This is the second part of word embedding learning. Made by Devjyoti Chakraborty using Weights & Biases
Devjyoti Chakraborty

Link To the Previous part


Wasted Time

-> XKCD Wasted Time <-

In the previous article, we tried creating the intuition about Distributional Semantics. The idea of center and context words made a lot of sense. The loss diagrams and the T-SNE plots made the idea of learning word representations quite luring. We could have stopped where we were.

Now comes the important question: How efficient is the algorithm? Come to think of it, CBOW and Skip-Gram both use lots of computations while learning the word embeddings. At each iteration, the algorithms compute gradients of the entire embedding space and then update the parameters of the model. In Distributed Representations of Words and Phrases and their Compositionality by Mikolov et. al. the authors themselves provide the readers with a more efficient algorithm to train Skip-Gram, negative sampling. In this article, we not only dive into the algorithm of negative sampling but also take into consideration the algorithm called GloVe. GloVe(Global Vectors), works primarily on two main principles; Local Context window methods along with Global co-occurrence matrix. GloVe heavily outperformed its predecessors being better at representing and also in terms of efficiency.

Negative Sampling


Let us go back and talk a little about the previous training method mentioned in Skip-gram.

The training objective of the Skip-gram model is to find word representations that are useful for predicting the surrounding words in a sentence or a document.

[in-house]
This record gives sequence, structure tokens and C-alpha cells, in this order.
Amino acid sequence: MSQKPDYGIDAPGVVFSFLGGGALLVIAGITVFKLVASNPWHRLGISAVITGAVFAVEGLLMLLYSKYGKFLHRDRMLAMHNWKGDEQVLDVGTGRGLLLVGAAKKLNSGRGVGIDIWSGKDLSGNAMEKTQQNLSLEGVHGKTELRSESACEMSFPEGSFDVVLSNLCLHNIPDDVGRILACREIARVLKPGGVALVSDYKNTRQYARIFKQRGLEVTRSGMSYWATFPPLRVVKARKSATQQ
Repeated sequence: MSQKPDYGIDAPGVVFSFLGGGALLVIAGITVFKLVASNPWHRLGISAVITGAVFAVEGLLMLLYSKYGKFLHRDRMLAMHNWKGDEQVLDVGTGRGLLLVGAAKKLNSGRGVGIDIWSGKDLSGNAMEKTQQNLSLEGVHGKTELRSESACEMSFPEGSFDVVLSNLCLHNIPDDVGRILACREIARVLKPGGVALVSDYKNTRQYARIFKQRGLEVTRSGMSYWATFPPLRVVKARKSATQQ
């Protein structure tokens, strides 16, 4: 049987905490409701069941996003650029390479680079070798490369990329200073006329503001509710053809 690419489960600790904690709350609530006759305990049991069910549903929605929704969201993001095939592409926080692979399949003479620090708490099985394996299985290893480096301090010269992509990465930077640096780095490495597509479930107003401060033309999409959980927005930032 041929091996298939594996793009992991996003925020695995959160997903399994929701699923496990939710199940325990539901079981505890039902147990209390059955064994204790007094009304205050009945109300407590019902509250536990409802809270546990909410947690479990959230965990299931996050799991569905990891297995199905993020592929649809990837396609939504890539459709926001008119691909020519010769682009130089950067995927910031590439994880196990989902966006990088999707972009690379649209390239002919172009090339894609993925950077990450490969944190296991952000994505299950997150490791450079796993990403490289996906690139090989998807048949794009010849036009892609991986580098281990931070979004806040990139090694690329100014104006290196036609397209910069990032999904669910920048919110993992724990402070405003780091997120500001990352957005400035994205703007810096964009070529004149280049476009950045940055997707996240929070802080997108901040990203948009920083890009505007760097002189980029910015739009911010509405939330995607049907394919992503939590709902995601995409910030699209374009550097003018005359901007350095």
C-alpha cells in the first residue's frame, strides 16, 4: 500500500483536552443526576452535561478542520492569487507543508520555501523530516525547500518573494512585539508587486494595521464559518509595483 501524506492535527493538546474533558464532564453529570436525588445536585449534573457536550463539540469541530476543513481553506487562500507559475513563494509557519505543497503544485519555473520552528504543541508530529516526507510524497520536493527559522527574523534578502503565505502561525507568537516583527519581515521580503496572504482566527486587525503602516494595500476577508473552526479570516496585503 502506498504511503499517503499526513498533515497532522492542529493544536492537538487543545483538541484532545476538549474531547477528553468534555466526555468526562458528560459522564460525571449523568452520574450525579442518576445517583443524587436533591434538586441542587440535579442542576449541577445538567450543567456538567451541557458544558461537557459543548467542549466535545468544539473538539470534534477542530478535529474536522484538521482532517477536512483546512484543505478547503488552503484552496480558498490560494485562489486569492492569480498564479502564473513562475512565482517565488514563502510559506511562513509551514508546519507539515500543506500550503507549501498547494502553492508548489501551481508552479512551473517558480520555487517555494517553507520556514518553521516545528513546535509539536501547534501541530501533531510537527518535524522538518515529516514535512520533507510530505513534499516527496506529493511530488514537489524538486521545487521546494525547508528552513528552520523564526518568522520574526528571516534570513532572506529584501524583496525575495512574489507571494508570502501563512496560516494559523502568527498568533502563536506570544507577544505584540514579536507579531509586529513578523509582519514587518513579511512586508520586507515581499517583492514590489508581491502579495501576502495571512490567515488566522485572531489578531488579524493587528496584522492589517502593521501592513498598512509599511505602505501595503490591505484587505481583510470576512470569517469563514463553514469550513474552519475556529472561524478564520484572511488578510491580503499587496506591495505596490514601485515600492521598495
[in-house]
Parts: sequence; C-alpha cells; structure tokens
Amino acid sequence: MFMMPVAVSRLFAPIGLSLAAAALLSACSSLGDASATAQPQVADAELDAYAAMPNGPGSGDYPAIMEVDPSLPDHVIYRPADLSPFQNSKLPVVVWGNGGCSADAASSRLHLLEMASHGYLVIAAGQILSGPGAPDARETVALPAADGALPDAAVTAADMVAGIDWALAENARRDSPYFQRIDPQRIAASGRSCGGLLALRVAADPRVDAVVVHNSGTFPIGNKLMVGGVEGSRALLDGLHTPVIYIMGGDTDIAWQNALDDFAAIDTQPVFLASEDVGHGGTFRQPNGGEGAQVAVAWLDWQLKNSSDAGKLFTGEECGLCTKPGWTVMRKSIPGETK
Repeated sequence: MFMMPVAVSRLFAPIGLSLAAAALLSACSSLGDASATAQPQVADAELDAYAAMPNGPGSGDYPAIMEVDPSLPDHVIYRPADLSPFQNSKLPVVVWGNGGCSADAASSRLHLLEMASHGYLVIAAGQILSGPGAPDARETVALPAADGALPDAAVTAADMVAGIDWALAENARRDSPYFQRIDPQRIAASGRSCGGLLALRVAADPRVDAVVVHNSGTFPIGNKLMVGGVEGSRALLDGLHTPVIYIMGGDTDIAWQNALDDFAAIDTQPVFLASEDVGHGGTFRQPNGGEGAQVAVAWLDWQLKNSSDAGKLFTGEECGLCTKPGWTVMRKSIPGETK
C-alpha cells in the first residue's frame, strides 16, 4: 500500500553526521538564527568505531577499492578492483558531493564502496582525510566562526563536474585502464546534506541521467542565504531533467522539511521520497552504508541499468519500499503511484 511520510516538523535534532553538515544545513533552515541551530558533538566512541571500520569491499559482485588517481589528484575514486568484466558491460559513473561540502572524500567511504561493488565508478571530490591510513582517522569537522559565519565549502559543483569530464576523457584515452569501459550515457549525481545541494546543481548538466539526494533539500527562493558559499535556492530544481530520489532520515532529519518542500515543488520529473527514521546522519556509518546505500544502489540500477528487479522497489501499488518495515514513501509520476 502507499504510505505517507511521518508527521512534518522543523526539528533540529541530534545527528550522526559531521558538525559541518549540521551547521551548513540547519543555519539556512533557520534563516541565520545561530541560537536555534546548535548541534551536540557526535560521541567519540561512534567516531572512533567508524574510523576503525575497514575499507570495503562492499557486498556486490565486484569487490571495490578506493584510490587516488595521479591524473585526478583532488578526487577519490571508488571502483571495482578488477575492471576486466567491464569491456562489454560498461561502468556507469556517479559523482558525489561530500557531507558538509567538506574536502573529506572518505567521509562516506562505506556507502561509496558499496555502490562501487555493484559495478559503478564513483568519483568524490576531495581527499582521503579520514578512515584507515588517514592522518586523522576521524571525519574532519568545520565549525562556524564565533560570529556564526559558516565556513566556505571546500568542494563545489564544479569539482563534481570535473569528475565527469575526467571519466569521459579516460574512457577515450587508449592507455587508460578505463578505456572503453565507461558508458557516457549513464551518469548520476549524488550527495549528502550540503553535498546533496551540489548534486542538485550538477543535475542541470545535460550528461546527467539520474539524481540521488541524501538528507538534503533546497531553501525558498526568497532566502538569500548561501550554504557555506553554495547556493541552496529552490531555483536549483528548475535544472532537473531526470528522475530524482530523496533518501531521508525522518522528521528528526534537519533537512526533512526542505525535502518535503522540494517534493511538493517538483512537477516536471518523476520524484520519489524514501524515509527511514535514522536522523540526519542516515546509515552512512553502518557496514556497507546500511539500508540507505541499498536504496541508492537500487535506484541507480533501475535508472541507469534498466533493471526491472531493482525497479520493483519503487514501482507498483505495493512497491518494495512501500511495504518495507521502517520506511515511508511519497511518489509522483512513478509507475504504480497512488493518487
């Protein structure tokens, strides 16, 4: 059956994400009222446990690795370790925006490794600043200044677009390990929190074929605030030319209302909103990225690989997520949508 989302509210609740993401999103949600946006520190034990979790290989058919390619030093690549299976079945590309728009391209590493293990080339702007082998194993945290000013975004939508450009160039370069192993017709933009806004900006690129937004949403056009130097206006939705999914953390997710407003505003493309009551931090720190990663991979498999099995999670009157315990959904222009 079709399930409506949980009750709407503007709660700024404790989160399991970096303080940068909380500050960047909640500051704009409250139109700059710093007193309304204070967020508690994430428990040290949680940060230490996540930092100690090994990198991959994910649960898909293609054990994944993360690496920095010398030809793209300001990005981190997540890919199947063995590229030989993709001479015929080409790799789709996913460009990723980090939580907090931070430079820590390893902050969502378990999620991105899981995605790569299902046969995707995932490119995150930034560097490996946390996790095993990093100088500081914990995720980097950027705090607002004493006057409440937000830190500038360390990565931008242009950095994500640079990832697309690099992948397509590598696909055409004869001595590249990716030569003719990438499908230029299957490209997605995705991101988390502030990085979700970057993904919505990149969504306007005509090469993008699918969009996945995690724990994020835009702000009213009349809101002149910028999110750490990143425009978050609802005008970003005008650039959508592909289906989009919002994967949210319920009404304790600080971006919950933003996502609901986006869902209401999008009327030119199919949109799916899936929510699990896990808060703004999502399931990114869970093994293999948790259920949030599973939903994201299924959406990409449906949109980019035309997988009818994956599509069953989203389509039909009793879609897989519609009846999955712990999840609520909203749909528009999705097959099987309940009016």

We take a window, slide the window on the corpus. For each window, we get a single-center word and multiple context words. We essentially compute the softmax of all the context word vectors and try to maximize this. This has a bad effect on the back-propagation stage. Due to the softmax functionality, we intend to build a rather complex computation graph that involves all of the context vectors. This boils down to the fact that we would need to compute the gradients of the entire context matrix. Can one see the problem now? We would back-propagate into a huge matrix at each window iteration and that leads to a huge amount of computation.

One quick and easy way to go around the problem is to take batches of data that decrease the number of iteration at once. This indeed helps with the time constraints but does not imbibe the representations that well.

Enter negative sampling. The idea of negative sampling is to first get hold of positive samples and negative samples from the dataset given a specific center word. If we have the following sentence I am Aritra. Nice to meet you all. with the center word meet, the positive samples would be to and you. By positive the authors mean that these words are indeed the correct context words for the given center word. On the other hand, I, am, Aritra, Nice, and all are the negative samples.

After we have the samples ready we use a simple yet effective mathematical equation to train the model. $ \log \sigma \left( u^{T}{a} v{b}\right) +\sum ^{k}{i=1} \mathbb{E}{w_{i} \sim P_{n}( w)}\left[\log \sigma \left( -u^{T}{i} v{b}\right)\right] $ Where the notations are as follows:

The equation can be broken down into two parts

 def train_step(indices, loss_list):
      """The training step
        indices (list): The indices of the vocab in the window
      with tf.GradientTape() as tape:
        loss = tf.Variable(0.0, dtype = tf.float64)
        v_center = tf.expand_dims(center_vector[ indices[WINDOW_SIZE//2],:],1)
        index_context = list(filter(lambda x: x not in indices, list(range(vocab_size))))
        rand_neg_indices = np.random.choice(index_context, 10, replace = False)
        v_context_negative = tf.gather(context_vector, rand_neg_indices)
        #tf.gather selects specific tensors
        v_context_positive = tf.gather(context_vector , indices)